Refining Your Searches – Becoming a Google Expert

The internet contains the sum total of all human knowledge. It is available to anyone who wishes to use it. But in order to get that information, it is more than likely you will have to go through a gate keeper to obtain the knowledge you seek. That gate keeper is the search engine Google.

If you use a search engine to find information you are probably using Google. Even if you are not on Google and using a search engine of another name, there is a good change that the search engine is powered by Google or using its data.

Google has over a trillion URLs in its index. That’s a lot of info.

But the main problem with using any form of search engine has always been knowing what the question is, and how to ask it.

If you search and that search delivers millions of search results, your search question (query) is too broad.

Instead of sifting through pages and pages of non-relevant search results, try refining your search with these power user tips:

Multiple words:

Use more than one word. An example, searching for California death row inmates list would deliver a much more directed result than just simply inmates. Start with the smallest group of applicable terms and expand out if the results are too broad. Add more words and operators to the query.


Don’t put accents into search words if you don’t think they’ll appear in the documents you’re looking for. Do searches with and without the accent to ensure you get all the results you are looking for.

Stop Words:

In computing, stop words are common words that search engines filter out to improve performance. Examples would be, the, and, what, why, whenever. Google usually omits these word unless it suspects some special case scenario like a book title.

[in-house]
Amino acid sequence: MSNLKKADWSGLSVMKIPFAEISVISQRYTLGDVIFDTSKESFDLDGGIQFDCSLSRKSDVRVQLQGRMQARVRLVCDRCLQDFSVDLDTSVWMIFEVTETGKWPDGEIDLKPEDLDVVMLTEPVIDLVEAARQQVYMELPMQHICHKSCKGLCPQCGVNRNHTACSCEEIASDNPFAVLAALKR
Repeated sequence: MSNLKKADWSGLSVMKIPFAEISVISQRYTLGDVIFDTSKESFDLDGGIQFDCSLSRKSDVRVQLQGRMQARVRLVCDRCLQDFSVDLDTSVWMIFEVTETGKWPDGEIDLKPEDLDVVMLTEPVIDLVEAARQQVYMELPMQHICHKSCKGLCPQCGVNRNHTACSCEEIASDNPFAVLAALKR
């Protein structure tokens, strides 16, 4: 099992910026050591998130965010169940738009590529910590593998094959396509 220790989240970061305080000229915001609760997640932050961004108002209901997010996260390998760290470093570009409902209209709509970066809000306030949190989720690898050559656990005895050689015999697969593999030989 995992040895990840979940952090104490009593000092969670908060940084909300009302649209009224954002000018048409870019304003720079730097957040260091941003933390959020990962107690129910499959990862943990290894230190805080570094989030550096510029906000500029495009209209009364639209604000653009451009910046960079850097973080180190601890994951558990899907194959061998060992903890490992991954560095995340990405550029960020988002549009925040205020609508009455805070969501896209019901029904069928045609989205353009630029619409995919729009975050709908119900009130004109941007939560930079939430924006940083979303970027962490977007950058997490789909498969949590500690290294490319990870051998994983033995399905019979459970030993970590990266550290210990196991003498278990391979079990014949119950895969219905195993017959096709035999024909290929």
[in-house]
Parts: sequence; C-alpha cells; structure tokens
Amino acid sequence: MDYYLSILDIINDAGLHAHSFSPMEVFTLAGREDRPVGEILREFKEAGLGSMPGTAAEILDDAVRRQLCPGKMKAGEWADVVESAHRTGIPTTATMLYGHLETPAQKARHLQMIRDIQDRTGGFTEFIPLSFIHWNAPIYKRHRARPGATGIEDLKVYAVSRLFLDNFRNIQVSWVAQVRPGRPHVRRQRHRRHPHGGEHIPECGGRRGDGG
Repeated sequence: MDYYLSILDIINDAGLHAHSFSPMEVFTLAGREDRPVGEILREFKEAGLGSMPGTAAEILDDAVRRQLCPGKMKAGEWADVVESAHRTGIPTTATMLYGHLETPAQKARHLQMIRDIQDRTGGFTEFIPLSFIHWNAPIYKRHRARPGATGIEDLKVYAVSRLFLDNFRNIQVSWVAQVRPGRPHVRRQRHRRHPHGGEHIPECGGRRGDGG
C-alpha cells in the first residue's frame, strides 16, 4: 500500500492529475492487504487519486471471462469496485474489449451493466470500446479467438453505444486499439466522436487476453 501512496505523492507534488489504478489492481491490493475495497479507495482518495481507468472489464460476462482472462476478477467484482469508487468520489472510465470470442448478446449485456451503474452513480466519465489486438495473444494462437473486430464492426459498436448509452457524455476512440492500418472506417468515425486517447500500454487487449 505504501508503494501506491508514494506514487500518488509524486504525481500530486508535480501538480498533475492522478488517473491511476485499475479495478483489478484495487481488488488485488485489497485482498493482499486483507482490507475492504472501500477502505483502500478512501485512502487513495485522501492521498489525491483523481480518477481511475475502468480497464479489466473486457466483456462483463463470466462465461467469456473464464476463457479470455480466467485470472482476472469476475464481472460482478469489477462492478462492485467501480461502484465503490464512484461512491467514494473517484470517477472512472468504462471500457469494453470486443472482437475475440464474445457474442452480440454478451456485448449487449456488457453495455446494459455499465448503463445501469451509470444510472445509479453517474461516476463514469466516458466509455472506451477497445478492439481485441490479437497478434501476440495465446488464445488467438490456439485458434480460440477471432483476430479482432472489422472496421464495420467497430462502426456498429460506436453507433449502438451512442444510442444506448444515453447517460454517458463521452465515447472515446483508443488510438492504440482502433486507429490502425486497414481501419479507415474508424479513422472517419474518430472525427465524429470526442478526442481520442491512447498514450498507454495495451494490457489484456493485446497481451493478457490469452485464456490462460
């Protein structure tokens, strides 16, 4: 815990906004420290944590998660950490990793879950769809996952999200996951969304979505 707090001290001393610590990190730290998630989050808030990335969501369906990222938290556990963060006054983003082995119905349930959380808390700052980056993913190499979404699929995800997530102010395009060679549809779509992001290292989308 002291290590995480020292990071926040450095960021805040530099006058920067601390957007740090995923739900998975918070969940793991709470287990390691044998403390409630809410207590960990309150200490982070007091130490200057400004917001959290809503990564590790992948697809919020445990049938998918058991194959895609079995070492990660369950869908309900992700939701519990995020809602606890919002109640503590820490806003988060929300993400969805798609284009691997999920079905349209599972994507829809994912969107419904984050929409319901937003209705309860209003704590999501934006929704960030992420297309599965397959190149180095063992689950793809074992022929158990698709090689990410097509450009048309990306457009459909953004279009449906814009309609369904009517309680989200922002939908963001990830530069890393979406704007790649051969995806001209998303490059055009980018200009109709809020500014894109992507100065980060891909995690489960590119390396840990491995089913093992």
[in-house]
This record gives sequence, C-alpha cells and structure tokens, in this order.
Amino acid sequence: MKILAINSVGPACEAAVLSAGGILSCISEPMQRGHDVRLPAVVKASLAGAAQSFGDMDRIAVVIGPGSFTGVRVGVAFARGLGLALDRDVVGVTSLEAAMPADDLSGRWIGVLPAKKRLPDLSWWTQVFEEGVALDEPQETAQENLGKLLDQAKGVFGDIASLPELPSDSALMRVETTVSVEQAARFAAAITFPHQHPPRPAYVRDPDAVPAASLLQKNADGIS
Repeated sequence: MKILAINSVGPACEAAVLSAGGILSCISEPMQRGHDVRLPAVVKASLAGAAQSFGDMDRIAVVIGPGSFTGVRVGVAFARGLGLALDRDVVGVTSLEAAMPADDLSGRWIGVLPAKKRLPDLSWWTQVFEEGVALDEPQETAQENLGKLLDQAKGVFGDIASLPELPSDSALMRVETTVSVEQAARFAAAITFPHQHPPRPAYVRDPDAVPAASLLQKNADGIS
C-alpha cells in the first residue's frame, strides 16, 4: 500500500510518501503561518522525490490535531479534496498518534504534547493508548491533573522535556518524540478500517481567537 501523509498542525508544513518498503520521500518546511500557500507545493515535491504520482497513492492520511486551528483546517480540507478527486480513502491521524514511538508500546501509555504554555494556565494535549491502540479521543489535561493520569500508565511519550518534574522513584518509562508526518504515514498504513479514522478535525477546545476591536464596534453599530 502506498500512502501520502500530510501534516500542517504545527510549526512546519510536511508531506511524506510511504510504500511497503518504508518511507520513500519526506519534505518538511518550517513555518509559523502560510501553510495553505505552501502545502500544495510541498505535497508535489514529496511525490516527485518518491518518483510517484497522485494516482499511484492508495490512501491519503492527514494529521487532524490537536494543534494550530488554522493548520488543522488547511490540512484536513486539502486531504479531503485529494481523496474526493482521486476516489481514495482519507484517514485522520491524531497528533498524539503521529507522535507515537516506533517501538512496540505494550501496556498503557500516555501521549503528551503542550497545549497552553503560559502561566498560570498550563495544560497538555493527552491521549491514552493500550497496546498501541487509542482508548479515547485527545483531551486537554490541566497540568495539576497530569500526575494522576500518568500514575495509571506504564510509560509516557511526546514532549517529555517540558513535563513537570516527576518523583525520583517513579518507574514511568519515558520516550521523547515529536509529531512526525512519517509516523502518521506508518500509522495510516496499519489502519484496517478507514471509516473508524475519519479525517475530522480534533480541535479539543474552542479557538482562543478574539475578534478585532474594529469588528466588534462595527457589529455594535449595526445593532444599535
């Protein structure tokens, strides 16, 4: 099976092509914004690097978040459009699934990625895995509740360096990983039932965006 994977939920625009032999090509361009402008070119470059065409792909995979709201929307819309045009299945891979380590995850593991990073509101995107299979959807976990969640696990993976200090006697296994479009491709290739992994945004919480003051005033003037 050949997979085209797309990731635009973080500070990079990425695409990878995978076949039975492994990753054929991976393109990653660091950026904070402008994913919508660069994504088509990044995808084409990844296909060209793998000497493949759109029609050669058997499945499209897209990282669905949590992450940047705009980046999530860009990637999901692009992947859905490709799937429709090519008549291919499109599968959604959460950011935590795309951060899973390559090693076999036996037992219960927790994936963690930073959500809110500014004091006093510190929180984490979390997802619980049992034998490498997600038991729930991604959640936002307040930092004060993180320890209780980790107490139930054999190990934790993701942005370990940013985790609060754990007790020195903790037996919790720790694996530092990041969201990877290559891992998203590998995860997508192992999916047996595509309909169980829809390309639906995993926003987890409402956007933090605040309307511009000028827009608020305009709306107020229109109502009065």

Don’t compose a query in the form of a question. Questions will contain stop words that probably won’t appear in the content of the documents you are searching for. As a result, you will exclude a large number of possible search results.

Case insensitivity:

Searches are pretty much case insensitive. One special case is when using a Boolean operator such as AND or OR in a search. They should be capitalized. Refer to the Boolean tip for more info.

Boolean logic:

Use OR and (minus) operators to fine-tune your search. OR should be capitalized to let Google know you are using it as a keyword and not as part of the search phrase. The – (minus sign) is an exclusion operator. Using the query “dodge automobiles” -charger will produce results that do not include the Dodge Charger.

Exact phrases:

Put quotes around phrases to ensure that Google will match those words only if they occur in the document content. For example Old Man River will result in a much larger return than using quotes for “Old Man River”.

Multiple Phrases:

You can include multiple phrases in the same query. “Golden Age” composers “Hollywood” would result in a more refined results page.

Word order:

Arrange your words in the order you think they would appear in the documents you’re looking for.

Singular versus plural:

Will the documents you are looking for more than likely contain words in the singular form or plural form?


* can substitute for a whole word (not a word part) in a multiword search. It can be used to substitute an unknown word or name, or a word with multiple spellings. Examples might be * jets which would produce New York Jets, Commercial Jets, Private Jets, etc…

Number range:

Using .. between numbers will match numbers within that range. Example national election results 2012..2016 will return a range of results occurring between 2012 and 2016. 10.. will return a range of information greater than or equal to 10.


It gets ignored unless it is a hyphen. Hyphens indicate a strong bond between two words. Apostophes are also an exception.


Using a tilde (~)  in your search query will expand the search to incorporate synonyms of the search term.